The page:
• NewDealer in reply to Glyph says:

        I would like to apologize for putting the article up here. I thought it would be interesting to Chris and Glyph and did not think it would get into a political discussion but the article was political so I should have guessed better.Report

      • Chris in reply to Glyph says:

        No one needs to apologize! I just meant to put a period on it.

        I can see we need some more of this:


      • veronica dire in reply to Glyph says:

        @chris — No, I’m done with you. Please don’t talk to me.

        @glyph — Sorry I got harsh with you. You know gender issues get me going, and I really didn’t know this was a “no politics” zone. That said, I think you’re very misguided on the autism stuff, to the point of being actively hurtful, which is something I will fight over — another time, perhaps, in a different part of the forum.

        @greginak — Likewise. I’m sure we’ll get another chance to hash out gender stuff elsewhere.Report

      • Kim in reply to Glyph says:

        should you wish to carry on this conversation, a OT post would certainly do the trick.
        I’d like to see it, as I’m certain greg and Glyph would as well.Report

    • Chris in reply to NewDealer says:

      I didn’t know that there was such a stereotype. I mean, this town just wrapped up the ultimate geeking to music festival, and there were a whole hell of a lot of women there.Report

    • J@m3z Aitch in reply to NewDealer says:

      In my family, my wife’s the album collector. I love music and have pretty eclectic taste, but a big part of me says albums just take up lots of space.Report

    • j r in reply to NewDealer says:

      This is the perfect example of what I call hipster ethics. What have we got? An NPR reporter. Check. A vinyl collecting husband. Check. Social media meditations on the supposedly larger ramifications of geek…ing and gender. Check. This is classic SWPL navel gazing passing itself off as deep thoughts on social justice.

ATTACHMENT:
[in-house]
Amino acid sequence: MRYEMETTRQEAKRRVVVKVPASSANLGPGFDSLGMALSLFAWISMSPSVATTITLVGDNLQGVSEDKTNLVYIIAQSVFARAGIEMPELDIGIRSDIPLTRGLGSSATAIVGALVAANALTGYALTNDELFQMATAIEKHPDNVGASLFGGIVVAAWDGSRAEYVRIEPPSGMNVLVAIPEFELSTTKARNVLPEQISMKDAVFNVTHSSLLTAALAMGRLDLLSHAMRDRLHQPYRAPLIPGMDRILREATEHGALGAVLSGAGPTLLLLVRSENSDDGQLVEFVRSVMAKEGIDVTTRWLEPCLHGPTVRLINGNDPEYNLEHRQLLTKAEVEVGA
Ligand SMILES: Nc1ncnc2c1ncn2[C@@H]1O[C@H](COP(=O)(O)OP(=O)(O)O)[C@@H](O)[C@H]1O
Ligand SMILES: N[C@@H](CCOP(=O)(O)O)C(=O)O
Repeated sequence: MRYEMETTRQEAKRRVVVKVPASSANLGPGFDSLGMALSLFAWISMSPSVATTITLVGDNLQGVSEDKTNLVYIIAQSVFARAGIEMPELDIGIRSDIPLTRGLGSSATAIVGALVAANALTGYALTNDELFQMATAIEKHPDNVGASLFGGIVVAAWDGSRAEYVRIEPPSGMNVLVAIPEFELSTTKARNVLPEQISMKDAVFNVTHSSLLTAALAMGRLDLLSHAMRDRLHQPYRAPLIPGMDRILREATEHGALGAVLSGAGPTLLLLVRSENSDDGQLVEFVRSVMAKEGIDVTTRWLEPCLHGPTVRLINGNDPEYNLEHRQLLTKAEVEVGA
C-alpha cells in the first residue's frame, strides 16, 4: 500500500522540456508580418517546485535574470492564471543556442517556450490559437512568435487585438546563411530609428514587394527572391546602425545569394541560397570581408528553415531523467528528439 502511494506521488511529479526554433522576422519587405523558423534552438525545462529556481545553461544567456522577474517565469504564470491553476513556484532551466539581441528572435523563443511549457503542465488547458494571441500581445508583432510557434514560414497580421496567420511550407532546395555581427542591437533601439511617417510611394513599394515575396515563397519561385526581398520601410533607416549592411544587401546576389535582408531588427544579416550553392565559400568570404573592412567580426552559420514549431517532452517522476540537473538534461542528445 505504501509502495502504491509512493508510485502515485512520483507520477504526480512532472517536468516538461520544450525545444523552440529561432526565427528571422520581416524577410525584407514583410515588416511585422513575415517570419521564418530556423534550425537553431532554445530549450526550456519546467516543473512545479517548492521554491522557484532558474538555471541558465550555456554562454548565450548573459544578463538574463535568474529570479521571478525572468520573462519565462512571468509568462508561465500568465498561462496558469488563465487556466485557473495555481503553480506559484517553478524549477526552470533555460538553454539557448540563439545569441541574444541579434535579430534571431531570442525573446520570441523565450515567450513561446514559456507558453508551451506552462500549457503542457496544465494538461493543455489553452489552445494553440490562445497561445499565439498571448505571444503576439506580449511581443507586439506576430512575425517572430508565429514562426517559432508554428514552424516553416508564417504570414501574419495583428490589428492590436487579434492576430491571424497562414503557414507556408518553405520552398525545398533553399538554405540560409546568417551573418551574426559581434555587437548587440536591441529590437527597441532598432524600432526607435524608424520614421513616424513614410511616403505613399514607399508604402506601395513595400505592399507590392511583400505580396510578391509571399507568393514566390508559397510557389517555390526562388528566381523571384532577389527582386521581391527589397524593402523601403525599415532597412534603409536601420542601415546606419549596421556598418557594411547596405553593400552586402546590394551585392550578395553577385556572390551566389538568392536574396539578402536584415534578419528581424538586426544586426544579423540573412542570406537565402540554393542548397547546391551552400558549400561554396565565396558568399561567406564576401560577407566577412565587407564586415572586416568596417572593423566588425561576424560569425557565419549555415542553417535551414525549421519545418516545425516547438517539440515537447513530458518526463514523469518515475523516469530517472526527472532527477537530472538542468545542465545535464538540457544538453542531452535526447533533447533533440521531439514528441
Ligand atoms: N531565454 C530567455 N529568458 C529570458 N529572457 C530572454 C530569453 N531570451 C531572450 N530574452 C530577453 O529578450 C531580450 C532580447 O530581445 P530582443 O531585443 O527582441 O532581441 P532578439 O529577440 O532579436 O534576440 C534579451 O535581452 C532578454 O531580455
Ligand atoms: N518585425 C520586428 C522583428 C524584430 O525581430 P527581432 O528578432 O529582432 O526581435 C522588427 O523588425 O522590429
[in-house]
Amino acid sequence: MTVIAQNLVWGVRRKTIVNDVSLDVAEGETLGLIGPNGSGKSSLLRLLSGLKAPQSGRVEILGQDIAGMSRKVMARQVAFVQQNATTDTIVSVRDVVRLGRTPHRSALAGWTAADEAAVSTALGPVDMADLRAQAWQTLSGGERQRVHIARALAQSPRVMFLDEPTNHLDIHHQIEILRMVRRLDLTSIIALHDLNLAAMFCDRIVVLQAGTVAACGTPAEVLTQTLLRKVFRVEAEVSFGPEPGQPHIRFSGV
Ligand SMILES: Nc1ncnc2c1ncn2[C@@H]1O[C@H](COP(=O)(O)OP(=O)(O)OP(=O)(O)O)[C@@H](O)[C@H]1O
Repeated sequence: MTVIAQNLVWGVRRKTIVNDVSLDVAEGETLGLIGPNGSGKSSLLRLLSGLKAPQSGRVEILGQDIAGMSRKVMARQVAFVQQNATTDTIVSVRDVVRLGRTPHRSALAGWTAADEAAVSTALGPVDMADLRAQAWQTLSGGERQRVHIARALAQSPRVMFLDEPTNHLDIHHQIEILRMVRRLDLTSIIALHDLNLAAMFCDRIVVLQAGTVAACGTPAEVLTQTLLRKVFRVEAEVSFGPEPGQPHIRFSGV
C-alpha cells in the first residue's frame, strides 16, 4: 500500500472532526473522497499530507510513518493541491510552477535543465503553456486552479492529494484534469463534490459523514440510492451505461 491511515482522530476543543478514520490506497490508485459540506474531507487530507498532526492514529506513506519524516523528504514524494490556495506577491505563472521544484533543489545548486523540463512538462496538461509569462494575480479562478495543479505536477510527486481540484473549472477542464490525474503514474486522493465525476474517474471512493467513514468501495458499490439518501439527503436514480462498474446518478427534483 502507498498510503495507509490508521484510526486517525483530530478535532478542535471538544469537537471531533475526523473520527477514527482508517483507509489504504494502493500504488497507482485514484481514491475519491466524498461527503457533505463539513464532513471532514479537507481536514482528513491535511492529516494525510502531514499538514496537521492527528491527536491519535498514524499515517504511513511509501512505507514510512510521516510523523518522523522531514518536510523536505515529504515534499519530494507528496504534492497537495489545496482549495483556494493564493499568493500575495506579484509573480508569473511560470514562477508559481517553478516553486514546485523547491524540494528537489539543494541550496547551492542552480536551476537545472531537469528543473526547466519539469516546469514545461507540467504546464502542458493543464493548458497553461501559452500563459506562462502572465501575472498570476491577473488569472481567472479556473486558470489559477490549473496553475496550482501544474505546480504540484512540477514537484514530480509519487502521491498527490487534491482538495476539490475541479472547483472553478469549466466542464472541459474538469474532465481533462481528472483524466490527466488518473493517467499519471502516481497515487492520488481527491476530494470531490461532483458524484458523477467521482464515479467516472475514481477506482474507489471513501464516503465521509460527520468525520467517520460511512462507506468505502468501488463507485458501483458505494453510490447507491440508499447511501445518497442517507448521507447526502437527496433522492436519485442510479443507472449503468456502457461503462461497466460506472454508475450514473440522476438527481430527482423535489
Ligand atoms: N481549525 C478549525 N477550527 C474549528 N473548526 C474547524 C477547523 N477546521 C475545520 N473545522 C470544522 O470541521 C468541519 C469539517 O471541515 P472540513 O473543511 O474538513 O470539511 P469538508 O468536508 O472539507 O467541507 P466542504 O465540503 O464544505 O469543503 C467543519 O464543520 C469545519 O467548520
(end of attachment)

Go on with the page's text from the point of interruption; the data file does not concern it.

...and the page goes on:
I call it hipster ethics, but it’s really hipster aesthetics. Or rather, hipster ethics are almost always aesthetic concerns pretending to be ethical concerns. This is about appearing to be the kind of person who is concerned with the deeper ramifications of record collecting. Read that sentence again. “… the deeper ramifications of record collecting.” Yes. It is as absurd as it sounds.Report

      • NewDealer in reply to j r says:

        The ethics of aesthetics are an interest of mine. And I am a classic SWPL kind of guy. I keep my New York Review of Books classics as a distinct category in my book collection/shelves.Report

      • j r in reply to j r says:

        That’s just it. There are no ethics of aesthetics. Aesthetics are aesthetics and ethics are ethics. There’s nothing wrong with being a yuppie and listening to NPR and collecting vinyl and wanting to have conversations about the gendered nature of geekdom. There’s nothing particularly right about it either. It is a preference and not necessarily ethically superior to other sets of preferences.Report

  4. So… uh… who wants to chat about post-rock? 😉Report

    • Chris in reply to Jonathan McLeod says:

      I’m jammin’ out to Do Make Say Think, to the extent that jammin’ is an appropriate description for what listening to them entails, which is I suppose is not a very large extent. But I am enjoying them.Report